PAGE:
Jewish World Review August 5, 2005/ 29 Tammuz, 5765

Greg Crosby

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Consumer Reports

Back to Class? | "Back to Class" read the headline on a full page Macy's ad for "back to school" clothes in the L.A. Times. Accompanying the headline was a photo of a couple of eleven or twelve year-old kids dressed like, well, a couple of eleven or twelve year old kids. The boy was in baggy jeans, sneakers, and short sleeve untucked shirt; the girl wore a gypsy-like wrinkled skirt, boots, and white clingy top. Perhaps these two were dressed a tad better than the usual "hanging out at the mall" group, since they weren't in the standard shorts and flip flops — but not too much better. They managed quite nicely to maintain suitable de rigueur sloppiness in their "new" clothes.

It's that time of year again folks, and the newspapers are chocked full of ads announcing all the sales for "back to school" clothing and supplies. I vividly remember what this time of summer felt like when I was going to school — I hated it. As soon as the "back to school" advertising started running on TV and newspapers, my stomach started turning. Those ads signaled that summer was ending and that hell was going to begin again really soon.

Even now, at my advanced age, I can still hear the cheerful jingles from the commercials that the clothing stores ran forty-five or so years ago. The lyrics are as clear as a bell in my head. "Parents know and children go, it's back to Robert Hall again " Gad, how I hated that jingle, but it has built a permanent home in the recesses of my brain. Thanks a lot, Madison Avenue. Every shoe store, clothing store and department store had their own cute little tunes on radio and TV welcoming in the happy arrival of another new school year. Why that gut-wrenching event was cause for celebration was beyond me. You might as well write happy little ditties to accompany tornados, hurricanes, automobile accidents and other disasters.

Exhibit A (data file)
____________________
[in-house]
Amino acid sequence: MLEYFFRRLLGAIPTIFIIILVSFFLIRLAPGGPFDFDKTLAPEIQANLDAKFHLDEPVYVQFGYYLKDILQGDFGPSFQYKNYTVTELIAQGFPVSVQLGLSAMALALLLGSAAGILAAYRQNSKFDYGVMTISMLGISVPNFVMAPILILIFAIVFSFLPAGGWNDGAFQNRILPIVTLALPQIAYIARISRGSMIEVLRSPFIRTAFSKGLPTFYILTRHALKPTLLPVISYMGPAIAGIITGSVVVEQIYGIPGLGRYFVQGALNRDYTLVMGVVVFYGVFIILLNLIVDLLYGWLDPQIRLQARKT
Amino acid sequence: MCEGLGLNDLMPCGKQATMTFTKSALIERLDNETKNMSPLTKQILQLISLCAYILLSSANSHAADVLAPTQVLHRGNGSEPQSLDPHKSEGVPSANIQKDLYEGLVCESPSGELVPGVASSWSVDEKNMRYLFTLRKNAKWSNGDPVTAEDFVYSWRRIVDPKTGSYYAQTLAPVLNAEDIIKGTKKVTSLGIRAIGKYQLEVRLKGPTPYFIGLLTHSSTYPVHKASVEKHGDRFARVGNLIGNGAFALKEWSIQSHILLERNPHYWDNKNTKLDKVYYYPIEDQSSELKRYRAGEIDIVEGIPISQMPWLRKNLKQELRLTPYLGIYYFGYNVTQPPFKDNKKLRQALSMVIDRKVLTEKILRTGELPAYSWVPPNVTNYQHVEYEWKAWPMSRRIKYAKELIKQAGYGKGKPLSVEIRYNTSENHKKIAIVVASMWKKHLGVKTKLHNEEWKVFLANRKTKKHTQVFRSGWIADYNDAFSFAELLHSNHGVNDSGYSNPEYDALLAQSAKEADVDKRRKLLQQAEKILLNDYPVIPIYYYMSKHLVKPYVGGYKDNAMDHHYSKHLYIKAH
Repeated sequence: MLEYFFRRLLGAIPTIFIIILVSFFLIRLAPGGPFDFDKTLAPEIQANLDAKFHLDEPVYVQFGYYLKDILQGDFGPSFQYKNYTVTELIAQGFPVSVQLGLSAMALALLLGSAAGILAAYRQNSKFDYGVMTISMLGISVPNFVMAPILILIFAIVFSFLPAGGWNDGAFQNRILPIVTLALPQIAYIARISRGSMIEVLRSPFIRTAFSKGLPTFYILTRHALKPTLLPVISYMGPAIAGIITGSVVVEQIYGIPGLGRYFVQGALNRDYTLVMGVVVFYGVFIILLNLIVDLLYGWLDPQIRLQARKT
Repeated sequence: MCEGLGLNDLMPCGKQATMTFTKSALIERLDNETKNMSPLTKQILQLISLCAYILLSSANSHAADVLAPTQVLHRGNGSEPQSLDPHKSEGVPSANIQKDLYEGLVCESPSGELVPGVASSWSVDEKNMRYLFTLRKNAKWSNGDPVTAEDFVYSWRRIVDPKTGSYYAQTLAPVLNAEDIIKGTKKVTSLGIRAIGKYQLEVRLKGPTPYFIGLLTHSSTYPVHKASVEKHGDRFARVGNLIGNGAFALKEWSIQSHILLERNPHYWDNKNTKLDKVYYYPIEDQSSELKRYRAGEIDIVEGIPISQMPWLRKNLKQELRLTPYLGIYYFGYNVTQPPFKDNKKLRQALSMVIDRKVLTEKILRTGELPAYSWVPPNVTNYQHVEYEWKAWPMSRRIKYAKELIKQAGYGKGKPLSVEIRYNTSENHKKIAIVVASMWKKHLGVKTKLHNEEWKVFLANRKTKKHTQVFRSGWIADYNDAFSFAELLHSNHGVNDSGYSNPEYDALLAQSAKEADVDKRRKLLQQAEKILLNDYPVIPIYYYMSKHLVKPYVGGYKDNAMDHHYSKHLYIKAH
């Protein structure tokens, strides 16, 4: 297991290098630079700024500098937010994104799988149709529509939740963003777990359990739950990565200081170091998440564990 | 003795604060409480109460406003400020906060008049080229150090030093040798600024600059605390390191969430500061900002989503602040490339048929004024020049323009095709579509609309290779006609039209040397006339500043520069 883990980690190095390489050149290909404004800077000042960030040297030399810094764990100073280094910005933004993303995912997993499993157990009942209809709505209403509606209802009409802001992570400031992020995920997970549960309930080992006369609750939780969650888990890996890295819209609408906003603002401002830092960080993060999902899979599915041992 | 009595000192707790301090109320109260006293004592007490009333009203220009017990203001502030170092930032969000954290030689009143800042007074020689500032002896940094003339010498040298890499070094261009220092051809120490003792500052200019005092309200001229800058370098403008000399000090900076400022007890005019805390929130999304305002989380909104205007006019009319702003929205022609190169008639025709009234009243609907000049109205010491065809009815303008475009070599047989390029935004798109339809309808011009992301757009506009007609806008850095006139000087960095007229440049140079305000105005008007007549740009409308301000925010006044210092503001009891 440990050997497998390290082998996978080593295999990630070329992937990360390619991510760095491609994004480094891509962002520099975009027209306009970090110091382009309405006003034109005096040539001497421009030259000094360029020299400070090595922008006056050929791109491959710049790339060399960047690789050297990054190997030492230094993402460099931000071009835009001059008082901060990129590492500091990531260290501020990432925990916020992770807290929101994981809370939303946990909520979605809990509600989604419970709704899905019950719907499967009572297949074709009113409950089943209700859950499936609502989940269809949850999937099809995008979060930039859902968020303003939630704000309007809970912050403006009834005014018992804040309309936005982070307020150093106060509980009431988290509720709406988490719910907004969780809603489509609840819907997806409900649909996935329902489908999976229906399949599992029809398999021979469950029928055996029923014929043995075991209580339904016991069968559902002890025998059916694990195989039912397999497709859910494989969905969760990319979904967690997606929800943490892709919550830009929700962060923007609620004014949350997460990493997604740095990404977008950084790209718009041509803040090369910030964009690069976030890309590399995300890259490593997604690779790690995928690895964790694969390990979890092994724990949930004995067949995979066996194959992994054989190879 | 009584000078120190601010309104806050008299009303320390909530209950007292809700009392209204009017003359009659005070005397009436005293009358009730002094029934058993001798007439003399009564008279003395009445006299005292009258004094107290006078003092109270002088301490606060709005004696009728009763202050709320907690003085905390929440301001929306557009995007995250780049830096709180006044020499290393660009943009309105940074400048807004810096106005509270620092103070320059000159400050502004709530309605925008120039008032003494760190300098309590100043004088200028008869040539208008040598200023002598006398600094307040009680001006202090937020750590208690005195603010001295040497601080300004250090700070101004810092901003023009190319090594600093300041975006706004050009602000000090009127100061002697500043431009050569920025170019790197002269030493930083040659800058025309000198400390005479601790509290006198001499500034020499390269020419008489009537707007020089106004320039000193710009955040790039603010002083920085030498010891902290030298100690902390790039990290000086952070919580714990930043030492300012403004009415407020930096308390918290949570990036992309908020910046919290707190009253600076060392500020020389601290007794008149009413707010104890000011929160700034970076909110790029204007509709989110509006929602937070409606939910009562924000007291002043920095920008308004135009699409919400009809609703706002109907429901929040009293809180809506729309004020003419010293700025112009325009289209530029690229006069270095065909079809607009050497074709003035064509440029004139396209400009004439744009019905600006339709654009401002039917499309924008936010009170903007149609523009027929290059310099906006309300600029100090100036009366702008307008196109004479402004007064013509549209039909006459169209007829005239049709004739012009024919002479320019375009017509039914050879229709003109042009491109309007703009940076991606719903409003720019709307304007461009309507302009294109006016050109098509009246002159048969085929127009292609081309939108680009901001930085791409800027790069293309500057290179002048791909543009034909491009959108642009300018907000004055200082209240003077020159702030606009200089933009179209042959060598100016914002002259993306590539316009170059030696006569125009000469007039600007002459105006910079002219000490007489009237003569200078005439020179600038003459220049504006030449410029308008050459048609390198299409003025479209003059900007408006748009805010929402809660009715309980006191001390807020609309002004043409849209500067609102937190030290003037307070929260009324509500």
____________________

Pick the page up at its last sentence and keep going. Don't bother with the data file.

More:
Even though I despised the thought of going back to school, I have to admit there was a small part of "back to school" shopping that I kind of liked. Getting new clothes was something I didn't get at any other time of the year. My parents didn't, or possibly couldn't, make that sort of monetary outlay for clothing for us kids except for that one time in early September. So going shopping for new duds was a special thing. A new coat, a couple of pairs of new pants, a few new shirts, socks, and new shoes made me feel rich. A new pen and pencil case, new loose-leaf binder, a pink pearl eraser, and a shiny new pen were all things I enjoyed shopping for. If I could have just shopped for the new school stuff without actually having to go to school, it would have been perfect.

Judging by the ads I saw in the Sunday papers this past week, "back to school" clothes and other supplies are as different from what I used to get, as urban rap music is to fifties rock and roll. First of all, a lot of the "new" clothes kind of look like the "old" clothes we schlepped around in BEFORE we went shopping for new clothes. T-shirts, worn jeans, and sneakers were the articles of clothing we wore to climb trees, ride our bikes, and play in the dirt, not to go back to school in.